Individual centers will undoubtedly do this, and we have shown that this work can be done on a larger scale, and with more expertise, in a national collaborative. Multicenter initiatives have the advantage of bringing greater methodological expertise to individual studies, and also of creating networks to disseminate research findings and best practices. One promising avenue for research and quality improvement is to define complex health care processes in microscopic detail, identifying process variations, and targeting these variations with specific refinements.

EGS, with varied and complex time dependent processes, with extremely high stakes with respect to patient outcomes and health care costs, is fertile ground for this type of research. With the current data from our SBO process mapping study, surgeons, emergency physicians and radiologists have begun to meet, for the first time, to address 58 bottlenecks and variations in care through the development of pre-printed orders and clinical practice guidelines. Unconventional ideas, such as having SBO consults initiated by radiology, have begun to emerge from more precise, data-driven insights about process.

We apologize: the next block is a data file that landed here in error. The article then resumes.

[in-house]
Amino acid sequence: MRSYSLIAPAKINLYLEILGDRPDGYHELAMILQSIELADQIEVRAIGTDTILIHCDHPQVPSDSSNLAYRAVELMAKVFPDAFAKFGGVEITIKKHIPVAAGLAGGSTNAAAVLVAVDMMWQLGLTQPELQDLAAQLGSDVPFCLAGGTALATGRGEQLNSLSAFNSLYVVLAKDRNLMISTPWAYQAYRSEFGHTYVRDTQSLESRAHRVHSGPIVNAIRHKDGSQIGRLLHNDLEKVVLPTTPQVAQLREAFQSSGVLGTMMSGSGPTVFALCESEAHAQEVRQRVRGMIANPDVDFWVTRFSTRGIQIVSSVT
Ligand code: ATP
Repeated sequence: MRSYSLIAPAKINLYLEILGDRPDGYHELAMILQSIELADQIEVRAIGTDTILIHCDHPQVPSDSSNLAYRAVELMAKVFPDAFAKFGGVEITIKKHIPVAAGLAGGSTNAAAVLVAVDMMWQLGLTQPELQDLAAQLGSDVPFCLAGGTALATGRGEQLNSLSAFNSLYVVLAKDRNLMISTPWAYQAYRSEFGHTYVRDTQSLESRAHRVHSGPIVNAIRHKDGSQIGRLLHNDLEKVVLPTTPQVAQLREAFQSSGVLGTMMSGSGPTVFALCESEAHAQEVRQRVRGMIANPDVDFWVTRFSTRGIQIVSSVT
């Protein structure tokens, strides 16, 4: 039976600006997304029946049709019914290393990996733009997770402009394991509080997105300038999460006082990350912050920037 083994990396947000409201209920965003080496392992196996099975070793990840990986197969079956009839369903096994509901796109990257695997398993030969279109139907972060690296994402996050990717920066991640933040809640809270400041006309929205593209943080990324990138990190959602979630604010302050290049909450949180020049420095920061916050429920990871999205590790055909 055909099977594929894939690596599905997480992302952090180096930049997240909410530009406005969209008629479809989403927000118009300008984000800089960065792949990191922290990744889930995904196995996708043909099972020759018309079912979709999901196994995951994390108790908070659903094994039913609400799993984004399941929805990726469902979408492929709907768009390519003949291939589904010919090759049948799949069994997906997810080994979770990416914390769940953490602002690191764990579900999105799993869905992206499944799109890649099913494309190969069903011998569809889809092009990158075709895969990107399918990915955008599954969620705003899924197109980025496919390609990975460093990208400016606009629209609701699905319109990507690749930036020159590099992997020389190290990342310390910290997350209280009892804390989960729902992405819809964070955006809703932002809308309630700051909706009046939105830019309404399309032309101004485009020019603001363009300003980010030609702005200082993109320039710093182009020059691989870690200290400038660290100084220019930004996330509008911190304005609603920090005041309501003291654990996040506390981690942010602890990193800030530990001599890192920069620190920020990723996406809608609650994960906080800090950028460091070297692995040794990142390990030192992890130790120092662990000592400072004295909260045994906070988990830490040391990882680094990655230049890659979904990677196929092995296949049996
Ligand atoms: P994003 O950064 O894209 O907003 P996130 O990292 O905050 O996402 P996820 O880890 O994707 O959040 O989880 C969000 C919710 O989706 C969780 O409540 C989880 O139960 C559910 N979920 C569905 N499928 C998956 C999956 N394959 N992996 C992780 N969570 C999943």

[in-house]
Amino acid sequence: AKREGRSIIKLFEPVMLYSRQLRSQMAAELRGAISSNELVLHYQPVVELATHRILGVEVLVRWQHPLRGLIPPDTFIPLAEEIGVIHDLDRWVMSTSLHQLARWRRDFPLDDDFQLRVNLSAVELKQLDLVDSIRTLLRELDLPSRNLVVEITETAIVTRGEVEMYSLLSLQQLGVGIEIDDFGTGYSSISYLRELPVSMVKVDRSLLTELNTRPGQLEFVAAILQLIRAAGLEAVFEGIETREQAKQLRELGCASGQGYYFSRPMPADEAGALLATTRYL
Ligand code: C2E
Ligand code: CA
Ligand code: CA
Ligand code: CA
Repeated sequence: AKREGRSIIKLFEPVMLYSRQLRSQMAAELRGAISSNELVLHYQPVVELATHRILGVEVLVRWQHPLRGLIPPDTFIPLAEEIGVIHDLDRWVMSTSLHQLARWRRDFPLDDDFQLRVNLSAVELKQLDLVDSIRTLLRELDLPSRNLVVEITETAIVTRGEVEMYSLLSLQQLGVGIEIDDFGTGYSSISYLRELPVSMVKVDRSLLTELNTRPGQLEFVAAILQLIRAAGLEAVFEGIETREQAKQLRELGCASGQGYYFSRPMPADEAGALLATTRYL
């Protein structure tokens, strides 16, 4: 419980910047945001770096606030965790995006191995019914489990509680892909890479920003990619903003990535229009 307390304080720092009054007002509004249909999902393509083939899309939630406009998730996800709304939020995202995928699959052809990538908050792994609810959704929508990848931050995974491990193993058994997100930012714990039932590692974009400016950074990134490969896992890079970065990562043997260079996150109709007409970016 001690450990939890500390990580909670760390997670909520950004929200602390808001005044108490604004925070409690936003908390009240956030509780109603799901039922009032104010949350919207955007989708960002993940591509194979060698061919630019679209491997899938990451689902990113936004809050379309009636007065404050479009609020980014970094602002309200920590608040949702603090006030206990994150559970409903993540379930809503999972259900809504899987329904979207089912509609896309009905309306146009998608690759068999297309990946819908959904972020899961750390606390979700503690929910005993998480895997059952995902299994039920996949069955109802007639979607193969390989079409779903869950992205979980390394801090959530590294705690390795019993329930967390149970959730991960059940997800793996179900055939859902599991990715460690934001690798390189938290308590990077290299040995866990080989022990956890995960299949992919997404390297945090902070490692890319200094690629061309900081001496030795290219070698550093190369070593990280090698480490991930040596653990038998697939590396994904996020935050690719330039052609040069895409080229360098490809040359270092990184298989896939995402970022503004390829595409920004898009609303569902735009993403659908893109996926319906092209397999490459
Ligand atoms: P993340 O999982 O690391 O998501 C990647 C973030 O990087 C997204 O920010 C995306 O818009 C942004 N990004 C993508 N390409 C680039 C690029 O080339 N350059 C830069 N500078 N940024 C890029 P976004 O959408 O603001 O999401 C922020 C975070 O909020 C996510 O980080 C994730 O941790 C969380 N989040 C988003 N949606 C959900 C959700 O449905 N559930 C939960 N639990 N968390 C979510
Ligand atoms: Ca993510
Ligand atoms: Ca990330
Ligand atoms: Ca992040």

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J Am Coll Surg ;—8. Outcomes of appendicectomy in an acute care surgery model. Med J Aust ;—4. Impact of an acute care surgery model on appendicectomy outcomes. Does an Acute Surgical Model increase the rate of negative appendicectomy or perforated appendicitis? ANZ J Surg ;—7.

Comparison of appendicectomy outcomes: acute surgical versus traditional pathway. Introduction of an acute surgical unit: Comparison of performance indicators and outcomes for operative management of acute appendicitis. World J Surg ;— Model-based evaluation of the Canberra Hospital Acute Care Surgical Unit: acute care surgery: a case of one size fits all?